An SST reader posted a very interesting sentence a week or so ago about LIBOR and US Treasury rates. Here is an infographic that illustrates the comment and indicates recession. Interesting that it is Novosti running a Goldman Sachs graphic:
    So a recession simultaneous with massive federal deficit and massive current account deficit is a recipe for…?

  8. wasab says:

    I would vote for anyone who could take a scalpel to the pentagon’s budget. I believe one of Rumsfelds supposed missions was to look for government waste. He found the Pentagon couldn’t account for more than a trillion dollars in financial transactions, not to mention dozens of tanks, missiles and planes. I think the last I heard was hands were thrown up at the GAO and the Pentagon was declared unauditable.

  9. Fred says:

    Pat, yes, it is welfare, but for Lockheed as well as AF academy grads.
    I believe the USAF recently grounded 500+ F-15s due to a known structural defect on some aircraft. No idea if they will do radiagraphy to find which ones have the cracked supports or if they just want all of us to foot the bill for 500+ F-22’s.
    Sydney, which of the airforces on planet earth are a threat to our refueling tankers? Iran’s? China’s? Just what capabilities do they have?

  10. JerseyJeffersonian says:

    And speaking to Kevin’s point, I would recommend Chalmers Johnson’s post over at TomDispatch. Having a military establishment sufficient to defend the territorial integrity and the truly vital geopolitical interests of the Republic is both a good idea and sustainable economically. Having a military establishment sufficient to establish and maintain a worldwide hegemony…well, not so much.

  11. Jack K says:

    No doubt. Why waste hard cash on old school bombers when drones are cheap, can hit targets, and collect real time information? Jeez…

  12. Duncan Kinder says:

    Given all of the outsourcing that has been going on, how much of this bomber would actualy be produced domestically?

  13. Yohan says:

    The big question for me is: what the bloody use is a big bomber except to provide billion dollar jobs to contractors?
    Strategic bombing has never worked except maybe over Japan. The large-scale bombing of targets without ground forces present to exploit the destruction(assuming you haven’t bombed empty jungle, a la Vietnam) has also proven largely useless(especially see the Israeli-Hezbollah Summer War of 2006 and the US bombing of Tora Bora). Thus, I don’t see how penetrating 2,000 miles into territory you can’t otherwise touch will be of much use.
    Not to mention how useless a bomber like this would be against covert terrorist cells or insurgencies.

  14. linda says:

    are you kidding … in the new world of privatized military operations, just imagine the fleecing, er, opportunities there are for the entrepeneur:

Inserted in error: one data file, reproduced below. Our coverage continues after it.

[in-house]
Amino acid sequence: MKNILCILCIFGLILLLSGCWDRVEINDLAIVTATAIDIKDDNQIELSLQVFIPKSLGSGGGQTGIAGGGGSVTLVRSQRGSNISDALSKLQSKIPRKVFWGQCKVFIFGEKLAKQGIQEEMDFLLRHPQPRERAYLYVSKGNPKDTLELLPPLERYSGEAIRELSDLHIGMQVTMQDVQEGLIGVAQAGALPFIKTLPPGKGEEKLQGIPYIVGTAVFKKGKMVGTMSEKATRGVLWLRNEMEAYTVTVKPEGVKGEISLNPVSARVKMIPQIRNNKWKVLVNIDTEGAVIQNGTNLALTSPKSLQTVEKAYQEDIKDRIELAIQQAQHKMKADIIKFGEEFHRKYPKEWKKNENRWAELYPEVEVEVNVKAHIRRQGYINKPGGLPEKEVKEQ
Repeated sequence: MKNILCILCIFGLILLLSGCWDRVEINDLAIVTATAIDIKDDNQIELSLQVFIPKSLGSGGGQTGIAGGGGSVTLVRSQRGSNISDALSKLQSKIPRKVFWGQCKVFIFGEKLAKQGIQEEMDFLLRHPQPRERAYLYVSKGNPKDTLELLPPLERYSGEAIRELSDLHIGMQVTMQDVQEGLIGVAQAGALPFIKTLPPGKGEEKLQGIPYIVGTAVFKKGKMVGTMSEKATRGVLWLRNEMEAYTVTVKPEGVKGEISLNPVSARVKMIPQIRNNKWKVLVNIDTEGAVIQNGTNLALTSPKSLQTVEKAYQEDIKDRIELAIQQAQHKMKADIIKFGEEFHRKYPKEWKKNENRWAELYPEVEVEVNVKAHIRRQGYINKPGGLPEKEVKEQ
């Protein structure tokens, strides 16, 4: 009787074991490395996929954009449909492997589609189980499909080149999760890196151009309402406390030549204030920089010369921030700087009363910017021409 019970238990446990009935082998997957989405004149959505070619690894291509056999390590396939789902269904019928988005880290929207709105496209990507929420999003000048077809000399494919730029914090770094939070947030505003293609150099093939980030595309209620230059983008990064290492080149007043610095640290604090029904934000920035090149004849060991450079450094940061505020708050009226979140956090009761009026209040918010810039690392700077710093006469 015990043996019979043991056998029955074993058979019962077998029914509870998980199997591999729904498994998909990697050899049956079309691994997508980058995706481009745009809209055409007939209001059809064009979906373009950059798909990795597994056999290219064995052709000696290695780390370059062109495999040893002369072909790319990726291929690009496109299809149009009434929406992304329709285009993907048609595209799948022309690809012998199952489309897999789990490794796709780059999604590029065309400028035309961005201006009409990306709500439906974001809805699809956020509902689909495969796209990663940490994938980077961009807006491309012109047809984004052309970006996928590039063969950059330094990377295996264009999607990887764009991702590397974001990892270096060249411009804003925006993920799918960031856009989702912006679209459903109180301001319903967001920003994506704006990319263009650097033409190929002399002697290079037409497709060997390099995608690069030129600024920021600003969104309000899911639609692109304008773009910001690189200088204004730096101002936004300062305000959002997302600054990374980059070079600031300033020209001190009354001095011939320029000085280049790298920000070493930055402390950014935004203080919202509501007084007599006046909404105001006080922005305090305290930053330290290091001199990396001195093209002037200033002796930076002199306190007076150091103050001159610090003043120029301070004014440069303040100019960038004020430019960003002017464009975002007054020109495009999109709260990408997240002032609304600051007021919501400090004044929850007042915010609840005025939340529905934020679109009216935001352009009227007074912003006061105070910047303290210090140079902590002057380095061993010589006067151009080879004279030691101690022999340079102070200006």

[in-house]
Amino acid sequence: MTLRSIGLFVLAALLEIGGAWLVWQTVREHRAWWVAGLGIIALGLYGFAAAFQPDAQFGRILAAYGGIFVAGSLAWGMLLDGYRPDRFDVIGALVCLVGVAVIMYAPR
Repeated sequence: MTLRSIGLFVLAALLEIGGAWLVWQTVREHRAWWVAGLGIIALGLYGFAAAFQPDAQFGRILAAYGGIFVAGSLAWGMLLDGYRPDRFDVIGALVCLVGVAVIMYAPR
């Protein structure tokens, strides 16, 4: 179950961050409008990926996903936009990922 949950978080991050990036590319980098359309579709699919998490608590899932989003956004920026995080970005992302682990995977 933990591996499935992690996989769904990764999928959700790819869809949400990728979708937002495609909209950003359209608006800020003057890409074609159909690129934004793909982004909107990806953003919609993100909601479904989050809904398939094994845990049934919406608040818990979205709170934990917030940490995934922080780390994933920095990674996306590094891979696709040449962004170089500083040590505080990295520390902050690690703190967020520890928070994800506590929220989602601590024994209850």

Company Paid Twice for War Support Work
    By RICHARD LARDNER – 2 days ago
    WASHINGTON (AP) — A defense contractor hired to repair combat equipment routinely failed to do the job right and then charged the government millions of dollars for the extra work needed to get the gear ready for battle in Iraq and Afghanistan, according to a newly released audit.
    Overall, the contractor’s employees at Camp Arifjan in Kuwait worked about 188,000 additional hours to fix Humvees, heavy transporters and fighting vehicles that allegedly were mended but flunked a military inspection, the Government Accountability Office said.
    The GAO estimates the Army paid $4.2 million for the additional labor. Under the terms of the $581 million contract, the company is to be paid for all maintenance hours worked. That includes “labor hours associated with maintenance performed after the Army rejects equipment that fails to meet Army maintenance standards,” said the GAO, which is the investigative arm of Congress.
    The contractor is not named in the GAO audit. The contract number is, however. The Federal Procurement Data System, a Web site that tracks government contracts, shows ITT Federal Services International of Colorado Springs, Colo., as the company performing the work. …
    In one case, a semitrailer used for hauling massive M-1 tanks was fixed and submitted to the Army as ready for return to the field. It failed inspection. After that, the contractor charged the government for 636 hours of repair work before it passed inspection more than three months later. … [this must have been some tricked-out, customized smokin’ semi by the time ITT Federal Services International got done. ugh.]

  15. Technology will not replace what human brains can do in our lifetimes so there will always be a need for manned aircraft. And considering the rise of China I see no reason to scuttle long range “legacy” bomber programs all together.